To soften the linear angularity, Urquiola added beautiful touches that reflect the weightlessness and precious fragility of origami or intricate lace. The overall effect is stunning. - Tuija Seipell
The travel world is full of designer boutique hotels and resorts - cities and seaside locations are teeming with them. Winter resorts, on the other hands, have left a lot to be desired in the design stakes. Until now. Developers, architects and designers are turning their attention to ski resorts, help to redefine the experience of the typical ski holiday.
Taking inspiration from classic European chalets, sophisticated, design-led ski resorts and lodges are popping all over the world. From Australia to Austria, the new ski holiday is as much about the experience of kicking back in beautiful surroundings at the end of a long day of skiing, as it is about the runs.
Paul Hecker is the interior designer behind some of the most beautiful public interiors in Australia, including the Prince Hotel in Melbourne and more recently in Sydney, the Ivy and stunning adjoining penthouse hotel suite. The latest from Hecker and his Melbourne-based team at Hecker, Phelan & Guthrie, is the new ski lodge, Fjall, located at Falls Creek in Victoria.
Falls Creek is on its way to becoming something of a hot spot for those seeking the luxe version of a ski holiday. The Hecker designed Fjall lodge joins the hip Huski Lodge and Frueauf Village; luxurious architect-designed self-contained apartments and chalets. Next month the ski town will add another high-end resort to its stable, with the Quay West Resort & Spa Falls Creek set to open its doors.
Fjall lodge consists of spacious, private apartments. With the Fjall, Hecker has taken the modern Scandinavian chalet aesthetic up a notch. Working with a crisp, very Nordic palette of charcoal, white, black and pale gray, Hecker brings a strong sense of nature into the interiors, working with smoked and limed oak timber floors and wall paneling, and custom-designed oak timber joinery. Calacutta marble, heated balconies and cozy window banquettes complete the sophisticated space. - Lisa Evans
Photography - Peter Bennetts
“Someone has finally understood how the ultimate suite should look and feel,” was our chief globetrotter’s seldom-heard endorsement, when he encountered the recently opened four top suites and spa at Zürich’s Dolder Grand Hotel.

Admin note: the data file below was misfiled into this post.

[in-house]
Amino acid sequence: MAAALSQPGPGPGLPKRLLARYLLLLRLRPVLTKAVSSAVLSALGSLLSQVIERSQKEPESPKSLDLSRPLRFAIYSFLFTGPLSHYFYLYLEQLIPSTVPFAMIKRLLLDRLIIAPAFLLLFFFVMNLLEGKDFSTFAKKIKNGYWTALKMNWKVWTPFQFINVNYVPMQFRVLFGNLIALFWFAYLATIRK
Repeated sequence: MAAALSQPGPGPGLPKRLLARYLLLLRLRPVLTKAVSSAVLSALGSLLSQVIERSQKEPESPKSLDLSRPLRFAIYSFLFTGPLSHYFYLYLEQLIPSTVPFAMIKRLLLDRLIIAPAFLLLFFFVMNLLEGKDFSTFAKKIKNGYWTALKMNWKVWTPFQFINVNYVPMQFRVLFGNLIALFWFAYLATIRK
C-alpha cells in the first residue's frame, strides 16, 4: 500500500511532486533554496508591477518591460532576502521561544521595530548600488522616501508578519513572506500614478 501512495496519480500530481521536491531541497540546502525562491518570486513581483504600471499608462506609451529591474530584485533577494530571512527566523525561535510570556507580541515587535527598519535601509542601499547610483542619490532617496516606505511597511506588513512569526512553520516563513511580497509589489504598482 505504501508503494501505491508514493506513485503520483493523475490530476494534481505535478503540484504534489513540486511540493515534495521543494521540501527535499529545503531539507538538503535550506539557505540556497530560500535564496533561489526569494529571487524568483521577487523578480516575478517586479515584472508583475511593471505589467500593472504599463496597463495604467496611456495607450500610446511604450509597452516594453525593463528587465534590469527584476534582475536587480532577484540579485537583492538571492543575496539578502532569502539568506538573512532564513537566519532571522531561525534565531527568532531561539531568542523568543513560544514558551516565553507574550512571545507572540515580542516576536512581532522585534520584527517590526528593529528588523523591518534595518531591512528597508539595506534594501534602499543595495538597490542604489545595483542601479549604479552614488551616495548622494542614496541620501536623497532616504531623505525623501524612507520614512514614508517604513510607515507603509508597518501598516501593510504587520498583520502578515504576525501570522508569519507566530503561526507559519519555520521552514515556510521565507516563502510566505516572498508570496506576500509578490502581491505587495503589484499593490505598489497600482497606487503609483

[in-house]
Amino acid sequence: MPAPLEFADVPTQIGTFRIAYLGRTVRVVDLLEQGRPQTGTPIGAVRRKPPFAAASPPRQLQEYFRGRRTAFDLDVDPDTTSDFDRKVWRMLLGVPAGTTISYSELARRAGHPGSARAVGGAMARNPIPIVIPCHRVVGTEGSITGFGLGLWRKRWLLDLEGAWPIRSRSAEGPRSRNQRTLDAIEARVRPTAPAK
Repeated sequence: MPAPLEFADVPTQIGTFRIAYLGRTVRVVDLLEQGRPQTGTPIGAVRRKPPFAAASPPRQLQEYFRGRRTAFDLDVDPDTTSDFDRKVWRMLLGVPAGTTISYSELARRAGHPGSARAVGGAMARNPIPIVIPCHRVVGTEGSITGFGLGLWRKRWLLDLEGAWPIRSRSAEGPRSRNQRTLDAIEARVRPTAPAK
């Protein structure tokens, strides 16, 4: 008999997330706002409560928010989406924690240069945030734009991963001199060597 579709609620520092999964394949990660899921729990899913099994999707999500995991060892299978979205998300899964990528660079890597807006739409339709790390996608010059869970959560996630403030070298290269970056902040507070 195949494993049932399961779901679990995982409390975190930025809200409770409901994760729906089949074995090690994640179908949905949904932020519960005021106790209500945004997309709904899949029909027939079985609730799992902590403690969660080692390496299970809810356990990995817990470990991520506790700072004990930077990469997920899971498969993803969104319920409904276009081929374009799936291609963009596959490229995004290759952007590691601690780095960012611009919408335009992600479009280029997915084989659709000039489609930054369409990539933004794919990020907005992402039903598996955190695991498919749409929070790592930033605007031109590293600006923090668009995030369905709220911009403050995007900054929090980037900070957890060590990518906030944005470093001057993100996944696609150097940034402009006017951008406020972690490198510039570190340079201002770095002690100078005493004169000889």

Designed in 1899 by Jacques Gros, the famed health spa/hotel has a perfect city location overlooking Lake Zürich and the Alps. The grand old hotel has been re-imagined as a modern luxury hotel by a star team of professionals - architecture by London’s Foster and Partners, interior design by United Designers, also of London, and the spa concept by spa-industry visionary, Arizona-based Sylvia Sepielli .
The star power continues in the four top-level suites inspired by four famed guests. The top-most, 4,300 square-foot (400 square-meter) Maestro Suite channels the style of Herbert von Karajan. The sweeping two-level suite with dashing classical undertones features red leather chairs, dark timbers, a circular tower dining room, pale-marble bathrooms with whirlpools and steam showers (and one with a sauna), massive windows and a lounge-style terrace.
The late Swiss surrealist painter and sculptor Alberto Giacometti inspired the Carezza Suite on the top floor of the spa wing. Sculpturally inspired furnishings and organic shapes create a peaceful lounge feel, enhanced by the neutral colors and the modern fireplace. The two-bedroom suite has a separate living room, TV lounge and marble bathrooms.
Also on the top floor of the spa wing, the Masina Suite gets its dramatic inspiration from Giulietta Masina, actress and wife of Federico Fellini. Night-blue and soft white evoke a feel of elegance and smoky glamour. A large Fendi sofa and a flat-screen TV are perfect for film noir nights. Floor-to-ceiling windows add further drama. Orange sofas, dark wood panels and pink furniture adorn Suite 101 created to reflect the legacy of the Rolling Stones. The decor has a retro vibe and an edge with distinctive, casual luxury. The suite includes a bedroom, living room, dining room, an ensuite kitchen and meeting room for 10. - Tuija Seipell